A teacher at Maple Ridge Christian School and his former student are reuniting in Theatre in the Country’s latest production.
Instructor Reg Parks and former student Josh Osborne will be taking to the stage for one week as characters Milo and Andrew in the suspenseful thriller Sleuth by Anthony Shaffer.
“Josh was one of the top theatre students I ever taught,” explained Parks, adding that they stayed in touch after Osborne’s graduation, through the dinner theatre company that Parks started in 2011 in the old school gym of Whonnock elementary that later became the North Fraser Events Centre. Now, Theatre in the Country is located in Langley.
Both Parks and Osborne were involved in a performance of Sleuth a decade ago at MRCS – Parks as the director, and Osborne as an actor.
“When COVID hit and we were looking for shows with smaller casts, I said Josh, why don’t we do a 10-year anniversary of Sleuth,” he said.
They both took on roles as directors this time around, said Parks, noting that they also jumped on a unique experience to have associate artistic director of the Arts Club Theatre Company in Vancouver, Stephen Drover, spend time with them to give them tips on the performance, paid for by Theatre B.C.
Drover spent five hours with the Sleuth cast last Sunday.
A lot of the crew for Sleuth are also from either Maple Ridge or Pitt Meadows, including technical director Graham Coates, house stage manager Dayna Horn, and lighting designer Michaela Freeman.
During the COVID-19 pandemic the theatre company managed to produce 35 shows – about 28 of those were Zoom shows. The rest were low-cast shows in the fall of last year during a nine-week period they were allowed to be open.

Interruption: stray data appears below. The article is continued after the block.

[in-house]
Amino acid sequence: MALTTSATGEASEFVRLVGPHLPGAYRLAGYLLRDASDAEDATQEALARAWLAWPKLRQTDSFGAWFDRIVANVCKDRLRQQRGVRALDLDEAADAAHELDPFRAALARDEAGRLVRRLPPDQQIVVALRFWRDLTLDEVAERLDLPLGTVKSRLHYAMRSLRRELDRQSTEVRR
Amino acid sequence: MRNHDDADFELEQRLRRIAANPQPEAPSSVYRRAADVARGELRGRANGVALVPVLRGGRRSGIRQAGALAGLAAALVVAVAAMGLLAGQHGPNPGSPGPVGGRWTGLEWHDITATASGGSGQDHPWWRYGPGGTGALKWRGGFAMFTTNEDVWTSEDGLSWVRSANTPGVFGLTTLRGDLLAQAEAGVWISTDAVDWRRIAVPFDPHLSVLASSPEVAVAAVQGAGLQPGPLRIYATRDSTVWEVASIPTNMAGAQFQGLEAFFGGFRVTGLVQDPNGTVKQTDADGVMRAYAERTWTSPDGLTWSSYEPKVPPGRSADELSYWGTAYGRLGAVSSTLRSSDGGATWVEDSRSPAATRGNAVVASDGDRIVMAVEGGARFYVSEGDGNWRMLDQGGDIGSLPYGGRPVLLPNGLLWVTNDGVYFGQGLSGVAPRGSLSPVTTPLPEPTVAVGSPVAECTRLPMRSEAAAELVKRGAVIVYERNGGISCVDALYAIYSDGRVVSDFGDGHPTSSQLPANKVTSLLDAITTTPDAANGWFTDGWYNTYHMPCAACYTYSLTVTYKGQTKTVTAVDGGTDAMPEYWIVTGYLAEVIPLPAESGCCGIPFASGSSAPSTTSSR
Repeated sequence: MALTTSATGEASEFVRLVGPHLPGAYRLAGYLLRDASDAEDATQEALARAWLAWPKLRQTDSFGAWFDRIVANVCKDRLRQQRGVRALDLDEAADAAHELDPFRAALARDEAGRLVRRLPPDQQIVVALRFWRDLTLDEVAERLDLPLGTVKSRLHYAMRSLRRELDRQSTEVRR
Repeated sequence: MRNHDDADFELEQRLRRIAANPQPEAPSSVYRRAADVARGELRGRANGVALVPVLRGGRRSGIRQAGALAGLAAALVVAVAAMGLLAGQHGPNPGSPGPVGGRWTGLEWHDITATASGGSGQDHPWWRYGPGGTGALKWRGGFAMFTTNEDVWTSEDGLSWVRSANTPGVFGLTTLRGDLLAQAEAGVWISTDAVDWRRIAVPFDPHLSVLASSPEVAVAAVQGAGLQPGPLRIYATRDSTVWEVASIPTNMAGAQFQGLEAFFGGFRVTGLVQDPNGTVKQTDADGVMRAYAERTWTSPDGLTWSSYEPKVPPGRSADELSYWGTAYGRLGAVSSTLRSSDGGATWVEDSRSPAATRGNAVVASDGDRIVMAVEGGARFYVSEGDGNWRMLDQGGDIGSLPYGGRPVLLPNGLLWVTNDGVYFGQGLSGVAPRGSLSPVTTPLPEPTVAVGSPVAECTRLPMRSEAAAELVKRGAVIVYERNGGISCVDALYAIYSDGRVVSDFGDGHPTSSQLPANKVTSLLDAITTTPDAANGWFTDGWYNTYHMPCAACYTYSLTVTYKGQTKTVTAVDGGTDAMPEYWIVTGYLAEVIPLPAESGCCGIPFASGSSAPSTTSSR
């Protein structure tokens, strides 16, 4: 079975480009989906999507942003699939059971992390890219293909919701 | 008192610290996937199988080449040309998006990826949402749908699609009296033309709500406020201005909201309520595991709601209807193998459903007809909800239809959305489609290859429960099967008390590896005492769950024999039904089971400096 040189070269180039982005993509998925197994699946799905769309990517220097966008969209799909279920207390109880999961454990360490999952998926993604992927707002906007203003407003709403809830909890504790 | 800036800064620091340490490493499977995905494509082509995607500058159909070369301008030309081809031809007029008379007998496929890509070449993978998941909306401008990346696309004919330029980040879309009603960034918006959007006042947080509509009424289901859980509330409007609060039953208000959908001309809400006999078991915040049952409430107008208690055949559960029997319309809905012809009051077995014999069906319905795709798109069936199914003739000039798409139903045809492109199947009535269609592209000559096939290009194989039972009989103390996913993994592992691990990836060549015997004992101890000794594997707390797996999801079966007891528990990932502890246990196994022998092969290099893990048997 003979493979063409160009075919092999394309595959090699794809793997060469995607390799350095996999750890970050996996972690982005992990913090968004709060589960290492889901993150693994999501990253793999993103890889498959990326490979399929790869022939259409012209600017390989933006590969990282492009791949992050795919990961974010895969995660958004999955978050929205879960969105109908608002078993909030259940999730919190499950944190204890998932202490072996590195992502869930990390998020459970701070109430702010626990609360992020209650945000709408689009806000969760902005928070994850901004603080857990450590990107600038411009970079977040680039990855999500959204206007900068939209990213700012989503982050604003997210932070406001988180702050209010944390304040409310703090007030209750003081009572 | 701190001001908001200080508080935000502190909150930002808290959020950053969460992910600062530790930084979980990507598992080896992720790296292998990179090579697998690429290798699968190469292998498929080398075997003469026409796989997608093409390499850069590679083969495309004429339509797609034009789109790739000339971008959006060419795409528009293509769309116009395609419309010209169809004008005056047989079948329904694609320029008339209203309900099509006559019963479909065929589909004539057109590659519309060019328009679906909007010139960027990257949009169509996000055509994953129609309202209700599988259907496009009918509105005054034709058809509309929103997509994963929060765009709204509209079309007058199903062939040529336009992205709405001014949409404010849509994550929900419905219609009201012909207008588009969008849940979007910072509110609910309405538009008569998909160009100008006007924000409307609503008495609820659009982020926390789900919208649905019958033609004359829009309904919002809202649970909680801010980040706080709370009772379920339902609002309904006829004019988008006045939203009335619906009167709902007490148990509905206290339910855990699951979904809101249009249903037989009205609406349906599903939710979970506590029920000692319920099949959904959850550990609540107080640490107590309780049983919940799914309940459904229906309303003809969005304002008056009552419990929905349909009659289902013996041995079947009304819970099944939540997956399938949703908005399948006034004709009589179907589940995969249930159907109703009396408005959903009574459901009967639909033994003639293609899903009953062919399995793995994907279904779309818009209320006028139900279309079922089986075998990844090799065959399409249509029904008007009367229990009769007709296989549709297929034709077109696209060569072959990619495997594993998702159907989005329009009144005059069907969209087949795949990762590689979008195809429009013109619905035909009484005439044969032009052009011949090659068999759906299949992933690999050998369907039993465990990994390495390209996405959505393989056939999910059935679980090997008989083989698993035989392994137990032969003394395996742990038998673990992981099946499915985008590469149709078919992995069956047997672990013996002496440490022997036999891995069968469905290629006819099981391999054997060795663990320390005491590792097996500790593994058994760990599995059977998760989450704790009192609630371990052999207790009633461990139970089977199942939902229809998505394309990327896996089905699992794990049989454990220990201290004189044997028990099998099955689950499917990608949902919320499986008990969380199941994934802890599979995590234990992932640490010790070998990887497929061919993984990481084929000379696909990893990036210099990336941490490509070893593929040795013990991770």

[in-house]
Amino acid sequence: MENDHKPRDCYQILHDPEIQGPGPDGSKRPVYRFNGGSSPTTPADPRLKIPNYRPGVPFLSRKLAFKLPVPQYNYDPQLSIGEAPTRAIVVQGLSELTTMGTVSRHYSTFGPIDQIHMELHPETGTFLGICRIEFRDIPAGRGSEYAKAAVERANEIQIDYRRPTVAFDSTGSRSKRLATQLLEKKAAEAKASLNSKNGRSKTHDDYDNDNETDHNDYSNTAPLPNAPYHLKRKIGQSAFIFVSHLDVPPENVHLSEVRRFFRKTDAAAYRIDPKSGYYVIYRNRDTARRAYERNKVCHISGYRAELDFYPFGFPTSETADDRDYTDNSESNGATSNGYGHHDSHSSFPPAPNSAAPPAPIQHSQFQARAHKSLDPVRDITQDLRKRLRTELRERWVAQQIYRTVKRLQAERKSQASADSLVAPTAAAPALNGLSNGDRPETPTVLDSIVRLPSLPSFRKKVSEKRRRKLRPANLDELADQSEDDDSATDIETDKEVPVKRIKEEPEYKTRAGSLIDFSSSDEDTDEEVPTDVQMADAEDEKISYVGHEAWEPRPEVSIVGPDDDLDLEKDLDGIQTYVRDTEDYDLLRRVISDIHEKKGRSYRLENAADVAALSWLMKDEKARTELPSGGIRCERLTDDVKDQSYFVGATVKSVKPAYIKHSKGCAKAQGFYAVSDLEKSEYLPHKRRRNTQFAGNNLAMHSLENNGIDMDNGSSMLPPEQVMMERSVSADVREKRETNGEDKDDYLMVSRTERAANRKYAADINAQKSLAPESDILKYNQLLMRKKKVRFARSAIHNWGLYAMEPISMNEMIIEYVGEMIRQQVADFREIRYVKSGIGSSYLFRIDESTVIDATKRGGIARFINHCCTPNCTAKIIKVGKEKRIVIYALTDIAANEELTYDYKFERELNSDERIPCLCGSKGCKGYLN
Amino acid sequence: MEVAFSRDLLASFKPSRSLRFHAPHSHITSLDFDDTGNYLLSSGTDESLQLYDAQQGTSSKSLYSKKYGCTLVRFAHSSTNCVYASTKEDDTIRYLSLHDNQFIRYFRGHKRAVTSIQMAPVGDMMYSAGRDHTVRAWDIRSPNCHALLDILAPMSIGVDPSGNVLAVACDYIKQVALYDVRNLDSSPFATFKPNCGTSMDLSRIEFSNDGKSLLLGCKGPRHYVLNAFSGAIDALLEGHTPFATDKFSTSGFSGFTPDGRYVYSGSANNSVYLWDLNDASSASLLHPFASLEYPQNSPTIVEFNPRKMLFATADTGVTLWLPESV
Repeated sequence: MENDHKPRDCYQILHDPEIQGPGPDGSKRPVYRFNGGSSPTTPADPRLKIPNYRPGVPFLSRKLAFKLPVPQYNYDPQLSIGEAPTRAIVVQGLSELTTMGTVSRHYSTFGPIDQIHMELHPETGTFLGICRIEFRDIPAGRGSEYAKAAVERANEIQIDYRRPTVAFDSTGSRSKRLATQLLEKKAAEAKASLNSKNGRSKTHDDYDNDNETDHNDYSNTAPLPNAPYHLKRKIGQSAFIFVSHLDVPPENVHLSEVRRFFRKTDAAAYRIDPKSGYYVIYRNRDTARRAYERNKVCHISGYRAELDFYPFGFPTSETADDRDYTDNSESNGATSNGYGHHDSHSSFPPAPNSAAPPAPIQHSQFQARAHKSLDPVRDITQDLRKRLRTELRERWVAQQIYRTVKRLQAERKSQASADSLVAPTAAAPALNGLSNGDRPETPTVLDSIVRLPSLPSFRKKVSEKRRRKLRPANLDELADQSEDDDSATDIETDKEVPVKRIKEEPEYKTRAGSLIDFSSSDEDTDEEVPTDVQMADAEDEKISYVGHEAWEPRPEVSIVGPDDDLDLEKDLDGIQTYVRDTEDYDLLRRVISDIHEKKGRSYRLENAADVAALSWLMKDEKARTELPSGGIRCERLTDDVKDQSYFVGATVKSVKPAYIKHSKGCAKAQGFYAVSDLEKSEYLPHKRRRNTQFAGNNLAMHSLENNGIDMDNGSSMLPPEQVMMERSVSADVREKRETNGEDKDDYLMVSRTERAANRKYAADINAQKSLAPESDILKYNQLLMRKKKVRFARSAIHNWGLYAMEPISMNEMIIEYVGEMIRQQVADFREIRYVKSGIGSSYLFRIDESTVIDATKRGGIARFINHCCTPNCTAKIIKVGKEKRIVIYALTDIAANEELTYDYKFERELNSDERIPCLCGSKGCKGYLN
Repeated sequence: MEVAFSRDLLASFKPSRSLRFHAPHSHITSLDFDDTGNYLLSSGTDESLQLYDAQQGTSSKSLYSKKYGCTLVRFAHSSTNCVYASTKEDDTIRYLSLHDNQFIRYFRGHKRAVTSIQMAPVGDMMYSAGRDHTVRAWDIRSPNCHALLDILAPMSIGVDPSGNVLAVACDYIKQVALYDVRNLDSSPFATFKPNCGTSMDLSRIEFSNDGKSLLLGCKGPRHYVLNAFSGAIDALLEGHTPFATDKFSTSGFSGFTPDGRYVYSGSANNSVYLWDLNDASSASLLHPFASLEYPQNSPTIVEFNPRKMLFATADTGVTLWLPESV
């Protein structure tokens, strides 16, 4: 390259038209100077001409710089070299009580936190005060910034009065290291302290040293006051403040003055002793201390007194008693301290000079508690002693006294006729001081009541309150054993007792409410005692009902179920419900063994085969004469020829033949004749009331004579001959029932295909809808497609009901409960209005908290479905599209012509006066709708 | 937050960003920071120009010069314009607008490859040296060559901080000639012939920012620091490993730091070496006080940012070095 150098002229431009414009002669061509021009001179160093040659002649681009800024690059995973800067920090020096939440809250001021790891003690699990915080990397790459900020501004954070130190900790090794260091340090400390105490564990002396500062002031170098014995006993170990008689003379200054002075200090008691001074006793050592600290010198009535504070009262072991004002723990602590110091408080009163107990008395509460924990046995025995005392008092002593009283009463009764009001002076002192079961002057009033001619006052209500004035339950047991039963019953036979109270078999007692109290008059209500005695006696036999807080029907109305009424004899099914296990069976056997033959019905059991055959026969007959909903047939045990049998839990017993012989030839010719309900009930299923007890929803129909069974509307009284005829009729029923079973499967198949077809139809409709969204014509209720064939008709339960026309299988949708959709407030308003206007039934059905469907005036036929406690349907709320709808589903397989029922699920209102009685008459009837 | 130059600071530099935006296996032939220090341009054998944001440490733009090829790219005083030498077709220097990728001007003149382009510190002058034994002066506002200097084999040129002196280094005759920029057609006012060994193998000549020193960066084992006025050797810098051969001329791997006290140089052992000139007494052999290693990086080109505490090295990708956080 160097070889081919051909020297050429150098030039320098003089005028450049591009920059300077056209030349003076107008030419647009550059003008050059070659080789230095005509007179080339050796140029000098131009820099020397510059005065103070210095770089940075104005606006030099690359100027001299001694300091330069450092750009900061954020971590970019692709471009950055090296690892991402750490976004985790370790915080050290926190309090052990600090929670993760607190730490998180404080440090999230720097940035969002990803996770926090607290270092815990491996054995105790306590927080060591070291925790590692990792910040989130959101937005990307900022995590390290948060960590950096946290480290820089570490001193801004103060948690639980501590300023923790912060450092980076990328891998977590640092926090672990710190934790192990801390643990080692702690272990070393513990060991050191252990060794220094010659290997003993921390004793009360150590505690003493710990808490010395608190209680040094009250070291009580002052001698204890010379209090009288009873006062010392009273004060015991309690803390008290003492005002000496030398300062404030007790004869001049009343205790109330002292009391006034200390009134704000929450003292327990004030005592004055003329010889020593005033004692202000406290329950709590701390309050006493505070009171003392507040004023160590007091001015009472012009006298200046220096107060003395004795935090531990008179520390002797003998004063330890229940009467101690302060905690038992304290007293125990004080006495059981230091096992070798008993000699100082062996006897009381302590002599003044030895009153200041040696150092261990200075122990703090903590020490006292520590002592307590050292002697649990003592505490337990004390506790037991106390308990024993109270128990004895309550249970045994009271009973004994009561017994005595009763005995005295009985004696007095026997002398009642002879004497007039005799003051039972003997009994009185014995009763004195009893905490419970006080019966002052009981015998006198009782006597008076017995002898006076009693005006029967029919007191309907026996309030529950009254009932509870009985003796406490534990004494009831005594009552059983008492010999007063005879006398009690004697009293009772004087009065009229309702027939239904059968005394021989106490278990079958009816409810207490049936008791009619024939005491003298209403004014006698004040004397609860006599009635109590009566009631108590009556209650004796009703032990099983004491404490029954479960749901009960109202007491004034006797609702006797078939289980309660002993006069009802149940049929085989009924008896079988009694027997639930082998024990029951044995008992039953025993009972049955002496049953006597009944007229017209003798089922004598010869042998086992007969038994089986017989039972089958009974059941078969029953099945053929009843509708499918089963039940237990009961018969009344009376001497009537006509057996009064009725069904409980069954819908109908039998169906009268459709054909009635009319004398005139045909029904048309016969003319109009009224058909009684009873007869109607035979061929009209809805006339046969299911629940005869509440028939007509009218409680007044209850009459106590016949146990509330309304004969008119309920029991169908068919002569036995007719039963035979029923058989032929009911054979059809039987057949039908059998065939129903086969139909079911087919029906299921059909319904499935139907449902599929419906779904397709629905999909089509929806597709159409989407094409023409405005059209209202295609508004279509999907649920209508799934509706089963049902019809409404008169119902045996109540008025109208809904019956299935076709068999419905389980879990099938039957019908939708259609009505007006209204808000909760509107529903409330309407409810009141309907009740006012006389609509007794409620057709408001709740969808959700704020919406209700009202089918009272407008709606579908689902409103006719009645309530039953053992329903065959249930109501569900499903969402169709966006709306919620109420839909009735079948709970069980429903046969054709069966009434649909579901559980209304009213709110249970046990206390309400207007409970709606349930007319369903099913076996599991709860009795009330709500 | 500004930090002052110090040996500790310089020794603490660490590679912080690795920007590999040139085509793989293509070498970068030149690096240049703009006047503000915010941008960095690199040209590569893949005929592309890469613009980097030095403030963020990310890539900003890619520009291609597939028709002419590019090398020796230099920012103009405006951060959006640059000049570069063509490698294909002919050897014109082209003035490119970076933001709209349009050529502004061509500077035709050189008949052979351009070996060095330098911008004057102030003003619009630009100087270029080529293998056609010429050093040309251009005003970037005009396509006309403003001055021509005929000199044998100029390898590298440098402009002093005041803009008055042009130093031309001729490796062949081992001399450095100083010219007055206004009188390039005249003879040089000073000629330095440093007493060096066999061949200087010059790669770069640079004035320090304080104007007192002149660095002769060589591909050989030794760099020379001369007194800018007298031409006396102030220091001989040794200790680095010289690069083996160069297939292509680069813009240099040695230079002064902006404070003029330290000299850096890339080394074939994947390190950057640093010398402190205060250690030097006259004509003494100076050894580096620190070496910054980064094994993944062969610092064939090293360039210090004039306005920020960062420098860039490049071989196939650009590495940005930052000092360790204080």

“It’s impressive how much of this show is Maple Ridge-based,” said Parks about Sleuth.
And, he said, technically it is the longest running show in the history of the company due to it being suspended on the final sold-out weekend last year because of the COVID-19 pandemic.
That’s why they are remounting the show now, to honour the tickets that were bought last year.
The story centres around a successful mystery author , Andrew Wyke, and Milo Tindle, a young man that runs a travel agency in London. Wyke invites Tindle over to his house and on page three of the play he says to Tindle, “I understand you want to marry my wife”.
“That kind of gets the whole ball rolling,” said Parks.
Then, Wyke tries to convince Tindle that his wife-to-be has expensive tastes and that he should conspire with him to steal some of Wyke’s old jewellery so they can defraud the insurance company.
“As you go along, you figure out the why’s, the wherefore’s, and then the turns and the twists, the deceits and the betrayals, it just kind of cascades into a lot of game playing,” Parks explained.
The play was made into two movies both starring Michael Caine. In 1972 Caine shared the screen with Lawrence Olivier, and in 2007 it was Jude Law taking the younger role.
“Acting with Josh is a real treat,” said Parks.
“Finding different things to do in it from the original was a lot of fun,” he continued, adding that since they are performing for an adult audience this time, Parks and his team were able to insert additional language and themes back in the play that were pulled out for the high school audience.
“Which kind of pushes the stakes of the thing quite a bit higher,” he said.
Sleuth runs from Aug. 11-14 at the theatre at 5708 Glover Rd. in Langley.
The theatre is still only running at 50 per cent capacity due to COVID-19 protocols.
Dinner theatre tickets include a full roast beef dinner with all the fixings and dessert. Vegetarian options are available as well.
Tickets are also available for the show only.
To purchase tickets go to theatreinthecountry.com or call 604-259-9737
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